Back in April 2015, First launched the Vantage service on the Leigh to Manchester busway, and it's fair to say that opinion on the livery was somewhat one-sided.
Most industry people had a negative opinion on it - too bland, too boring, not exciting enough to entice passengers on board.
So let's look at some figures flying around the internet to see how much impact the lack of design had. Within six weeks the service had just over 4,000 passengers a day, and within six months this figure had increased to over 6,000.
Five more Vantage vehicles were planned for introduction in January, and one can only assume this was due to an increase in demand.
And an increase in demand, especially after two years, usually indicates things are going pretty well.
So how important was the livery to customers when tempting them on board?
I've no doubt there are some potential bus customers who can be influenced by the aesthetics of a branding exercise, especially on routes where tourists/visitors are a key market - the Purbeck Breezer around Poole and Swanage being a prime example. But people who choose a new service as a transport solution based on what it looks like are, for me, the minority.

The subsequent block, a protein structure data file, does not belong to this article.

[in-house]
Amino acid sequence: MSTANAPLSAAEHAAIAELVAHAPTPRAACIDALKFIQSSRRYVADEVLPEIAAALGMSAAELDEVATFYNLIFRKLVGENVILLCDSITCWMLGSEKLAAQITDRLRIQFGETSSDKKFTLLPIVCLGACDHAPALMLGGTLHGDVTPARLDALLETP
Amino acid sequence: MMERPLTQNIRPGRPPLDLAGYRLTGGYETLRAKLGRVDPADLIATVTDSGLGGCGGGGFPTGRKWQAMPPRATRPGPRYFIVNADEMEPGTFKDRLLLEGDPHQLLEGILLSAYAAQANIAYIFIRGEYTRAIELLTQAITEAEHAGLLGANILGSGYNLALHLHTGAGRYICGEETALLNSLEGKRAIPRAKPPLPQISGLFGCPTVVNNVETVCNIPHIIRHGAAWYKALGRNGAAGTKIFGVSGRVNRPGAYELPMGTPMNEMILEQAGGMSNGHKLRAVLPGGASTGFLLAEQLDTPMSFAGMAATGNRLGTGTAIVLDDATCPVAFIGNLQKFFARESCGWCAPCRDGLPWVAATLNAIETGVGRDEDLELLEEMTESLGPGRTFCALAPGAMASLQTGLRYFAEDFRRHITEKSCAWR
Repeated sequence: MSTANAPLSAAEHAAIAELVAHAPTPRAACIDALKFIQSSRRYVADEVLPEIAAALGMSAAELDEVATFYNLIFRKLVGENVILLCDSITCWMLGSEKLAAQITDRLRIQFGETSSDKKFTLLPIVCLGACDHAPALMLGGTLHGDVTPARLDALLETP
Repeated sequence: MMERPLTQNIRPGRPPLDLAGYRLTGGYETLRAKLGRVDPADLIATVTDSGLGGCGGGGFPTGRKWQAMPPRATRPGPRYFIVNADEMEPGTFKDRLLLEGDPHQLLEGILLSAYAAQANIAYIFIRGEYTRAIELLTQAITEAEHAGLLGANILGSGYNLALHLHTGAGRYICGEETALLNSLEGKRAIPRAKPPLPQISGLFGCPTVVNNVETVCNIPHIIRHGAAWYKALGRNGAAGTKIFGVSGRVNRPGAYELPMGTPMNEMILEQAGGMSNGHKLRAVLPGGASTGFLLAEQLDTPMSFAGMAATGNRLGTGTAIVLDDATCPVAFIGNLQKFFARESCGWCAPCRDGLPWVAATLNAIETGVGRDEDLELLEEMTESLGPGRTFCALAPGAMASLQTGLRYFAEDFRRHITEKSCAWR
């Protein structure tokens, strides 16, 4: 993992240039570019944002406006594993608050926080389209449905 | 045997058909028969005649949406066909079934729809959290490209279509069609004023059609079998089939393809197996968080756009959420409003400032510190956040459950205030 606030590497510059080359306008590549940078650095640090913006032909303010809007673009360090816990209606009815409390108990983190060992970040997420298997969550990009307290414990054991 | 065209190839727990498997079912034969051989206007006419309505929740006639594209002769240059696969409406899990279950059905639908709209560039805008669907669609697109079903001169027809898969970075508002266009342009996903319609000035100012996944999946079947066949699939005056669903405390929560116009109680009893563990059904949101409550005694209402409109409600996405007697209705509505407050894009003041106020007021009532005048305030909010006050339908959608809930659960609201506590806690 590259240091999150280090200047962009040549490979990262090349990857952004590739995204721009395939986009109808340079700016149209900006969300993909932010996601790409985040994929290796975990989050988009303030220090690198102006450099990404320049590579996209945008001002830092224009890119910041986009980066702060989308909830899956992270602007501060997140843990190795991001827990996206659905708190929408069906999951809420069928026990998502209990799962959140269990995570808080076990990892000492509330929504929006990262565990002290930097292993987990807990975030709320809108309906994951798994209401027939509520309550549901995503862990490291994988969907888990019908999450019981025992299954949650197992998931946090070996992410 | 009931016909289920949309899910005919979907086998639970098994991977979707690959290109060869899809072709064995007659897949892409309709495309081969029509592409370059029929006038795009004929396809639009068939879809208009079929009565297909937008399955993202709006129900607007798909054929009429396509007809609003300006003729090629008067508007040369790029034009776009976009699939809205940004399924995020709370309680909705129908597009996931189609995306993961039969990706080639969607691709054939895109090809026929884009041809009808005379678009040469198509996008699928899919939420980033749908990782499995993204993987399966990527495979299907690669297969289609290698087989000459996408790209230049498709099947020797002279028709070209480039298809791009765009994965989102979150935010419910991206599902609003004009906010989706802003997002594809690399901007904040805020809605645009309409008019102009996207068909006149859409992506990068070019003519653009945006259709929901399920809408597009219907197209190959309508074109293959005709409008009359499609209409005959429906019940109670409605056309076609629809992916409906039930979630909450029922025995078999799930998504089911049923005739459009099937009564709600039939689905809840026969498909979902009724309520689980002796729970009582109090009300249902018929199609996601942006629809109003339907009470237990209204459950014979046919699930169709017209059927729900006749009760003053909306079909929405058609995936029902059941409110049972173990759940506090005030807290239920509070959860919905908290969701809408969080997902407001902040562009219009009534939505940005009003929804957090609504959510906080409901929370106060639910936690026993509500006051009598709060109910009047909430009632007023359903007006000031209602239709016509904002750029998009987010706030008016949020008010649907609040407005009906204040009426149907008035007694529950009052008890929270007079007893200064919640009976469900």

The majority try it because of the promises made in the (great) advertising and continue to use it after realising those promises can be delivered. The first users of Vantage would have been those who used the services it replaced. After a while, they would have noticed the journey was quicker - thanks to the new infrastructure, the ride was smoother - thanks to the new buses, and the overall experience was better than they are used to - thanks to the significant financial investment.
And subsequently, they tell work colleagues, neighbours and friends, so word spreads about the service's performance (not forgetting the power of social media to get that praise across a little quicker), and the passenger growth begins.
As much as we like to think a livery can have a real influence on a service's success, consistently delivering on promises is likely to be more important to the average man on the street.